Editor’s Note: This whiskey was provided to us as a review sample by Dekanta. This in no way, per our editorial policies, influenced the final outcome of this review. It should also be noted that by clicking the buy link towards the bottom of this review our site receives a small referral payment which helps to support, but not influence, our editorial and other costs.
Japanese whiskies have exploded in popularity in the last couple of decades, for reasons that have been covered on this site many times. But with that growth has come a supply shortage of the top-end stuff, and sometimes confusion about what you’re really getting when you buy many of the other Japanese whiskies.
Whisky surpassed sake as Japan’s biggest alcohol export in 2020, and I’ve been telling friends for years that pretty much any Japanese label you see on a bar in North America is probably going to be good. Lately, though, I’ve started seeing more bottles popping up in online postings that may or may not actually be whisky. The situation is clearly getting more complex.
The Japanese have a drinking culture that involves copious amounts of beer, whisky, sake and a host of other alcoholic beverages. But a lion’s share of the whisky sold inside Japan goes into relatively cheap highballs, which are experiencing their own explosion in popularity. In a highball, the percentage of the whisky that is actually molasses-based flavorings or colorings doesn’t much matter. So you get a lot of Japanese whisky-ish blends that include the latter.
Loose Japanese labeling laws don’t help. It can be hard to know whether you’re actually getting whisky that was distilled or aged on the island nation, let alone whether it includes shōchū distillate or other additives. Into that confusing market stepped Makiyo Masa in 2015. The child of a family of distillers, Masa wanted to create an online retailer where Japanese whisky connoisseurs could find the good stuff easily – and know what they were getting.
With that, dekantā was born. The online retailer mostly sells high-end Japanese single malts and blends, but beginning with dekantā’s anniversary in 2018 it started releasing its own proprietary bottlings, as well.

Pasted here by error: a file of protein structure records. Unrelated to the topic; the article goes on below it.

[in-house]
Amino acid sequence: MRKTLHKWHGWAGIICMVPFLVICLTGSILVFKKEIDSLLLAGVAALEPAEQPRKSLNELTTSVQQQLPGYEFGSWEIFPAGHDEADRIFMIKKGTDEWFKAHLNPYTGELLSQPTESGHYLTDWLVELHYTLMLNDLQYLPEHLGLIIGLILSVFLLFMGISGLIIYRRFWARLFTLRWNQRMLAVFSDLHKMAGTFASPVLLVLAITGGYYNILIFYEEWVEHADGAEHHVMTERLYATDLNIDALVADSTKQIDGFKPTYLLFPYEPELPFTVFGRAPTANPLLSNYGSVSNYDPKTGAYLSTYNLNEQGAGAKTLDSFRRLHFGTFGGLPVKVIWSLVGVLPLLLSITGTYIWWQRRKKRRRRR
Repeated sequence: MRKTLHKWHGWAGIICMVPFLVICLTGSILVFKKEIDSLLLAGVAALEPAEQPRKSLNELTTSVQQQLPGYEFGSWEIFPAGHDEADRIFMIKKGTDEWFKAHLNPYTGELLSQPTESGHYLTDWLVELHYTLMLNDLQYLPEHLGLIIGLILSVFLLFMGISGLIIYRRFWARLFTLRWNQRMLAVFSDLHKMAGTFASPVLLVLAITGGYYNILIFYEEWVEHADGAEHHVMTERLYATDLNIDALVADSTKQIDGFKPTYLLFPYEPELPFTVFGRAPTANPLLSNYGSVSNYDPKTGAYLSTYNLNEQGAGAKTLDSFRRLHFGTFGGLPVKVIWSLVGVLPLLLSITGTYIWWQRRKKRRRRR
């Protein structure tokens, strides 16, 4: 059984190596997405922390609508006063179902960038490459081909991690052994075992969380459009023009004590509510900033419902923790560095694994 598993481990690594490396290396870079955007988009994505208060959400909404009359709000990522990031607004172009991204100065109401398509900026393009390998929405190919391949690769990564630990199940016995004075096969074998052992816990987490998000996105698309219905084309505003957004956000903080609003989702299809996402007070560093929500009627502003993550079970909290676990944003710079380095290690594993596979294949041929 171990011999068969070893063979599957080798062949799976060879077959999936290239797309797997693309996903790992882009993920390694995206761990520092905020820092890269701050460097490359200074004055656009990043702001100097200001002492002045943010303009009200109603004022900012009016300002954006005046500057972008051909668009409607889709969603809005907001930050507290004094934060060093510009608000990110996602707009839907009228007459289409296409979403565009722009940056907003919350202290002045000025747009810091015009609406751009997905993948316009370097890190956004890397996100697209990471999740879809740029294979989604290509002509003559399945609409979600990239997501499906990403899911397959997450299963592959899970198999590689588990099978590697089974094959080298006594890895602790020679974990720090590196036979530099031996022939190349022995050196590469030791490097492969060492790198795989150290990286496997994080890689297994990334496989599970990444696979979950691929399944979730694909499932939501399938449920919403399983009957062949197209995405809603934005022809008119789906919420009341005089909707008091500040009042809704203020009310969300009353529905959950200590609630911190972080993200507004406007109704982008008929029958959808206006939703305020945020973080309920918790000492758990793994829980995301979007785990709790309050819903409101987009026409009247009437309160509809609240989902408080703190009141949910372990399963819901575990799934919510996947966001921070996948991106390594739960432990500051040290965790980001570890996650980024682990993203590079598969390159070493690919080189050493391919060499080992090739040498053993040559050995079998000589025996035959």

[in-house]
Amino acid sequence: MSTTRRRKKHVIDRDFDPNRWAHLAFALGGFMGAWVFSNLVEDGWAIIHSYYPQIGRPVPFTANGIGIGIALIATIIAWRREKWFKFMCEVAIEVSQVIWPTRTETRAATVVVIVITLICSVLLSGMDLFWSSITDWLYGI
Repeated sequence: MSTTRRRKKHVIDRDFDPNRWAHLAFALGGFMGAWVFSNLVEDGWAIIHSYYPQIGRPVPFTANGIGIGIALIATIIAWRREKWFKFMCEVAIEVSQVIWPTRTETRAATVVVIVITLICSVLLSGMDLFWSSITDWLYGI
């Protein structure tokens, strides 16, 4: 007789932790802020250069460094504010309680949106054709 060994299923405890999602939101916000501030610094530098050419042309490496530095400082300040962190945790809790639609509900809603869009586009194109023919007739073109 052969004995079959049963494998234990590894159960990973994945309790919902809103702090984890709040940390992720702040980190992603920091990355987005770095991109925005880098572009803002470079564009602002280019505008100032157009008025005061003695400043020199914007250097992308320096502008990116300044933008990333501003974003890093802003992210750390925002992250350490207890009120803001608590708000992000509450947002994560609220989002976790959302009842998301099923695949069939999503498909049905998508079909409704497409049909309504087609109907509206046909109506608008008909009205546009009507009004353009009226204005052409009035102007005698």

In 2018, dekantā released a $650 a bottle private-label single barrel release from the Eigashima Shuzo distillery finished in casks from Scotland’s Port Ellen distillery. In 2019, it released another private-label cask from Eigashima Shuzo and Port Ellen, finished even longer in Mizunara Japanese oak and priced at $750 per bottle.
The 2020 and 2021 anniversary bottlings, reviewed here, went a different direction – and cost hundreds of dollars less per bottle. Both are still very limited, private label releases and they’re not cheap, but dekantā hopes they provide yet another entry point into the enigmatic world of Japanese whiskies.
Tasting Notes: Dekanta Yamazakura Asaka Aoi Edition Japanese Single Malt
Vital Stats: Mash bill of 100% malted barley, aged three years in first-fill bourbon barrels; released at cask strength; 102 proof/51% alcohol by volume; 343 bottles released in June 2020 to mark dekantā’s fifth anniversary; $249.99 per bottle.
Appearance: Light, straw-colored; solid legs on the side of the glass.
Nose: Fresh-cut pears and green tea. With just a splash of water, it opens up and smells like a slightly sweet Scotch.
Palate: Salted caramel butter bars, apricot fruit leather and Fig Newtons. You can definitely taste the malted barley, but this is a relatively mellow, sweet whisky. There isn’t much of a finish, but what’s there is pleasant.
Score: 3 / 5
Tasting Notes: Dekanta Kyōyū World Blended Whisky
Vital Stats: Mash bill of 100% malted barley, blending a cask of 26-year-old Scotch with single malt from Japanese distilleries Akashi, Asaka and Nagahama; 104 proof/52% alcohol by volume; 260 bottles released in June 2021 to commemorate dekantā’s sixth anniversary; $349.99 per bottle.
Appearance: Amber, almost orange.
Nose: Chocolate chip mint ice cream, malted milk balls, ripe bananas.
Palate: As soon as it hits your mouth, you know this is good whisky. I taste cream soda, cigar smoke, sea salt and smoked salmon. It has a darkness and moodiness that is hard to define, but which leaves me wanting more. The finish is relatively long and spicy, reminding me of ginger beer. If you poured this for me in a blind tasting, I would guess it was a high-end Scotch. Not Islay, clearly, but very good Scotch nonetheless.
Score: 4.5 / 5
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Scott Bernard Nelson
Scott Bernard Nelson is a writer, actor and whiskey reviewer in Portland, Ore. When he's not working, you can often find him fly fishing or rock climbing in the Pacific Northwest.